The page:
BCL partners Michael Drury and Julian Hayes write for Euronews analysing the potential impact of the Online Harms White Paper published in April 2019, that will be responded to by the government later this month.
Here's an extract from the article:
Attempts to rein in the internet will take a step closer later this month when the UK government gives its official response to its Online Harms White Paper published in April 2019. The government's move – one of the first by the new Conservative administration – comes after it received over 2,000 responses from, amongst others, the voluntary sector, think tanks, and leading technology companies under the umbrella of the Internet Association. Since then, some of the more draconian proposals appear to have been tempered and there are tentative indications that the government may have accepted freedom of speech concerns. However, there is so far little sign that the response will address some of the more fundamental issues with the proposals identified by commentators.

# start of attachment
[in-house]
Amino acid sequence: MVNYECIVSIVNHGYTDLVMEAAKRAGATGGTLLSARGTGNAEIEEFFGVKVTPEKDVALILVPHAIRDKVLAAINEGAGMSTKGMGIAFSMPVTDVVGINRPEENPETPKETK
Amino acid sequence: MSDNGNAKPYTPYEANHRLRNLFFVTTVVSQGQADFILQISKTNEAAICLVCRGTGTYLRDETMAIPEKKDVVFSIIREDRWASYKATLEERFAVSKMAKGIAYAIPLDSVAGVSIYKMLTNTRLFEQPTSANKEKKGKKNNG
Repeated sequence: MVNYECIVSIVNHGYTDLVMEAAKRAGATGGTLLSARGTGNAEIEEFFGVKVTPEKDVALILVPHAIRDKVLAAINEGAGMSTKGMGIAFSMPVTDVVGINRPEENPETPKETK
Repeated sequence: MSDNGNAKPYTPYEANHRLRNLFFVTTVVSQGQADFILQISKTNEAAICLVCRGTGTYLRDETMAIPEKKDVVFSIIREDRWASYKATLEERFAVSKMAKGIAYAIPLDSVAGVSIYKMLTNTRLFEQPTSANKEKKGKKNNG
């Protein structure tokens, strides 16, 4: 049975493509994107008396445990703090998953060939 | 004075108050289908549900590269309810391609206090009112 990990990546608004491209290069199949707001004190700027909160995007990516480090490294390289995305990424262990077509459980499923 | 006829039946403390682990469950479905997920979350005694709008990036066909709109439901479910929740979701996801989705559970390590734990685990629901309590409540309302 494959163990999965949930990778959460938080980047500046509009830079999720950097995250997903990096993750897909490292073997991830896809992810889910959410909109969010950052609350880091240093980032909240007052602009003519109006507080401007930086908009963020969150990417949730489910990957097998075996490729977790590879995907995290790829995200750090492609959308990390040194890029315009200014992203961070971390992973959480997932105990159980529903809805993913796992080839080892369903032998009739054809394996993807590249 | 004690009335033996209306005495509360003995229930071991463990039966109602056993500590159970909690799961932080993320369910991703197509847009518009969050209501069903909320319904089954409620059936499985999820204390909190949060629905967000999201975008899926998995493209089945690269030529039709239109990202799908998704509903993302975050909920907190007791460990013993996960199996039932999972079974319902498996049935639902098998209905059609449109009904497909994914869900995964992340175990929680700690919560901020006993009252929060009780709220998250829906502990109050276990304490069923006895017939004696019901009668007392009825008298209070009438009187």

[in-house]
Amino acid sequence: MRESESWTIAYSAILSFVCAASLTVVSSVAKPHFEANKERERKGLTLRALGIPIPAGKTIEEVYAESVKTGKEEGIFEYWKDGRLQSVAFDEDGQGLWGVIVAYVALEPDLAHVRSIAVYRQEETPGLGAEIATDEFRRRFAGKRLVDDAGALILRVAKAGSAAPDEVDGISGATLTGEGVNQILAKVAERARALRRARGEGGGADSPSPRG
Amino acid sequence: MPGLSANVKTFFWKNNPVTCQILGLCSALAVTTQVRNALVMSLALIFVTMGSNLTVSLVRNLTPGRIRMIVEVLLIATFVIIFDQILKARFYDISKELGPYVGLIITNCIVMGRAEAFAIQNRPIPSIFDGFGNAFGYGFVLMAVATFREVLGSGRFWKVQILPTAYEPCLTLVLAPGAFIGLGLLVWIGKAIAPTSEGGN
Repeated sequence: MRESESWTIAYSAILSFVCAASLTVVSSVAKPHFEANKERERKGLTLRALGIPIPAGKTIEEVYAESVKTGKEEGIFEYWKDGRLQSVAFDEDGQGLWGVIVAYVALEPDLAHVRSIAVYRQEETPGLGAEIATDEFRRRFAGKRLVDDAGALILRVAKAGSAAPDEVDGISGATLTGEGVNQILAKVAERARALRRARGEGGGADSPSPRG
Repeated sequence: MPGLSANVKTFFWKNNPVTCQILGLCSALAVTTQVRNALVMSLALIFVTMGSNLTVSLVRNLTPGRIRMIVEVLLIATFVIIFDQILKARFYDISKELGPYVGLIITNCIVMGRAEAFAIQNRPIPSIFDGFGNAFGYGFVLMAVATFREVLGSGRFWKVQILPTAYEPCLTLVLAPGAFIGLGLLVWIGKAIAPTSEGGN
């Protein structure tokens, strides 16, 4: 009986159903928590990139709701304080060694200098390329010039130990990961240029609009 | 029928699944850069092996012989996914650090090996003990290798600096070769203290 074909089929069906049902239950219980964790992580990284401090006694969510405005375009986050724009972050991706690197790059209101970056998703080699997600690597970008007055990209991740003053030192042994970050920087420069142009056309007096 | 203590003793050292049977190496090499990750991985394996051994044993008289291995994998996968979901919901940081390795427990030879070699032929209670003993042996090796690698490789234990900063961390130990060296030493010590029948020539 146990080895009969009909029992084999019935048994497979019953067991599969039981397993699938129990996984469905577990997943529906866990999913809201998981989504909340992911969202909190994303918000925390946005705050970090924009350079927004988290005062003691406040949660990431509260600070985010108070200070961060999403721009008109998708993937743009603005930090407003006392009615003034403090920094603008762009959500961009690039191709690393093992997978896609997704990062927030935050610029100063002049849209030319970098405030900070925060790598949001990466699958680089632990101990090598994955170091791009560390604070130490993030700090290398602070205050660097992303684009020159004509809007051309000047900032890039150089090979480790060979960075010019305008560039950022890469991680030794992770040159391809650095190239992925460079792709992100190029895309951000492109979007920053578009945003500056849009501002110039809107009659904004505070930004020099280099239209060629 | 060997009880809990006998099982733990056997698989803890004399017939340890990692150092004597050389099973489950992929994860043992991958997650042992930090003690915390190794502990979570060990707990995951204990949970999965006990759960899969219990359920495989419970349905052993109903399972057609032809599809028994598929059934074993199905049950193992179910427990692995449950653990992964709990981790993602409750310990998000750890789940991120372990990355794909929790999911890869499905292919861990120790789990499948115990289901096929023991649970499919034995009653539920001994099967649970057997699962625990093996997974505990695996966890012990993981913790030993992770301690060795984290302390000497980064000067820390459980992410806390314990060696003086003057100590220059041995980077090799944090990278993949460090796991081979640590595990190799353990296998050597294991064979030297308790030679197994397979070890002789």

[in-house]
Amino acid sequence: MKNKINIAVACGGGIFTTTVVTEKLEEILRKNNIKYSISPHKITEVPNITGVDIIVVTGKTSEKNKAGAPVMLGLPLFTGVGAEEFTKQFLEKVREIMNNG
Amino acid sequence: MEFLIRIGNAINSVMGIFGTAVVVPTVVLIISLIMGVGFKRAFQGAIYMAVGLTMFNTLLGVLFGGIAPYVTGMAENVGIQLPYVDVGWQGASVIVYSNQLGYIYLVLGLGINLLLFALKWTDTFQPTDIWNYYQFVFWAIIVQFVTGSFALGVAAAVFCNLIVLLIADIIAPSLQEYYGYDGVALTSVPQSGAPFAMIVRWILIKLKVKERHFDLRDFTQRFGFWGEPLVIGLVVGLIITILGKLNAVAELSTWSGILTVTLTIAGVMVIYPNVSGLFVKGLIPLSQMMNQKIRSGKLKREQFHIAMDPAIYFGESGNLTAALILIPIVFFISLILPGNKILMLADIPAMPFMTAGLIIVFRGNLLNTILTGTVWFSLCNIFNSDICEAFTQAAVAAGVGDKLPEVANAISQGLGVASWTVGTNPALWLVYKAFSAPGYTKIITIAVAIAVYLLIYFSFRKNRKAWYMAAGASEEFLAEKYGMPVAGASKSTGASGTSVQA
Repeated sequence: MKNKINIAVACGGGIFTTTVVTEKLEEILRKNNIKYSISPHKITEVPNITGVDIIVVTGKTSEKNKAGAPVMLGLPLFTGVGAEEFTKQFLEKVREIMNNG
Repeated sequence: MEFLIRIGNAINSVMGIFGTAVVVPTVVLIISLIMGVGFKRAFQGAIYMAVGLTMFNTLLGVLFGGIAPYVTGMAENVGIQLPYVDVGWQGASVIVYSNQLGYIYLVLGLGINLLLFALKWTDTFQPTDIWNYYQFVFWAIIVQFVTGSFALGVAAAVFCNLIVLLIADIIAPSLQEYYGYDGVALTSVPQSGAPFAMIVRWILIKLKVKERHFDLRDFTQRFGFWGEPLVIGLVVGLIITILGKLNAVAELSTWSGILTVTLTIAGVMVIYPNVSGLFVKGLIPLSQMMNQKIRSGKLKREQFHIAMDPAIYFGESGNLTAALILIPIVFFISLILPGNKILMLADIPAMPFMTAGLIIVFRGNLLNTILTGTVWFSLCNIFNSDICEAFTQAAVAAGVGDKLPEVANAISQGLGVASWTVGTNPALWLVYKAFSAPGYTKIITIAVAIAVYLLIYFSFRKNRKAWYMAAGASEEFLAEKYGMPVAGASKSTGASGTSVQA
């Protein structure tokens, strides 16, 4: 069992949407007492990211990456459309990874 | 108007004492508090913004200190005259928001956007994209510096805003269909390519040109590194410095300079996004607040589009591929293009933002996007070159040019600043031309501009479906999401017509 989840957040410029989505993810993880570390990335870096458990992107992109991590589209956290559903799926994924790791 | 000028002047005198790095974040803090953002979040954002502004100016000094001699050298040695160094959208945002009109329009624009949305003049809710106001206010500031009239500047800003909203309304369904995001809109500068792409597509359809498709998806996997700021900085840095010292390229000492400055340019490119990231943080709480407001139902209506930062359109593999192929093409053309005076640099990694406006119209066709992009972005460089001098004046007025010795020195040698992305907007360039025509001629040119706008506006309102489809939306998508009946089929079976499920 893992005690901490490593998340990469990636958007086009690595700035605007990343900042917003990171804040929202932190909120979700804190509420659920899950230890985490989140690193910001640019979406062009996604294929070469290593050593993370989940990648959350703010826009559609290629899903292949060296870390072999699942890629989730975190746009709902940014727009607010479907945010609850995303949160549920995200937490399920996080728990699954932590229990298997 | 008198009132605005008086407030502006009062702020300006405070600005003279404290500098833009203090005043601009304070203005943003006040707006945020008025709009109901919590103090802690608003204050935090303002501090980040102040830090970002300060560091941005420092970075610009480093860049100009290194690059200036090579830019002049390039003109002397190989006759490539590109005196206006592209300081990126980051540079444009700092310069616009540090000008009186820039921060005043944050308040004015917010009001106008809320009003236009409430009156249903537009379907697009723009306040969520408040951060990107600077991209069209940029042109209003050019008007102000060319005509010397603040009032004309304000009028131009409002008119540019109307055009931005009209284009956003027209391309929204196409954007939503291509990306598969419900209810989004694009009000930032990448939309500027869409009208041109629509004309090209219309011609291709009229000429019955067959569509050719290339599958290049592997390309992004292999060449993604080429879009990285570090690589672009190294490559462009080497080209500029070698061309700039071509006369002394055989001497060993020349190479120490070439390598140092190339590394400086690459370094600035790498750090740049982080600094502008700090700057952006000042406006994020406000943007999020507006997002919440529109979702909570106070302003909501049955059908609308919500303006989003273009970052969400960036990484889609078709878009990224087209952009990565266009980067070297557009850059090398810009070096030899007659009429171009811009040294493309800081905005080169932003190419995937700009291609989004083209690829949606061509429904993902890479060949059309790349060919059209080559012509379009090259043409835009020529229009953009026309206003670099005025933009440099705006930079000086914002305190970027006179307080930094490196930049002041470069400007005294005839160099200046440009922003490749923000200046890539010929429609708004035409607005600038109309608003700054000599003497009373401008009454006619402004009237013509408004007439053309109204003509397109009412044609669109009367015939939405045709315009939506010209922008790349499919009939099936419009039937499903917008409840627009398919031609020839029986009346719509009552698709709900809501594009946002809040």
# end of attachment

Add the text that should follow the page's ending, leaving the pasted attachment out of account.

Aspiring to make the UK the world's safest place to be online, the proposals are aimed at a multitude of social ills; from widely understood scourges, such as terrorist content and child sexual exploitation material, to less clearly defined phenomena, such as cyber-bullying, trolling and intimidation. The government is committed to tackling such problems by imposing a duty of care on organisations facilitating the sharing of user-generated content online, encompassing tech giants, social media companies, public discussion forums and even retailers inviting online product reviews.
This article was originally published by Euronews on 24/01/2020. You can read the full article on their website.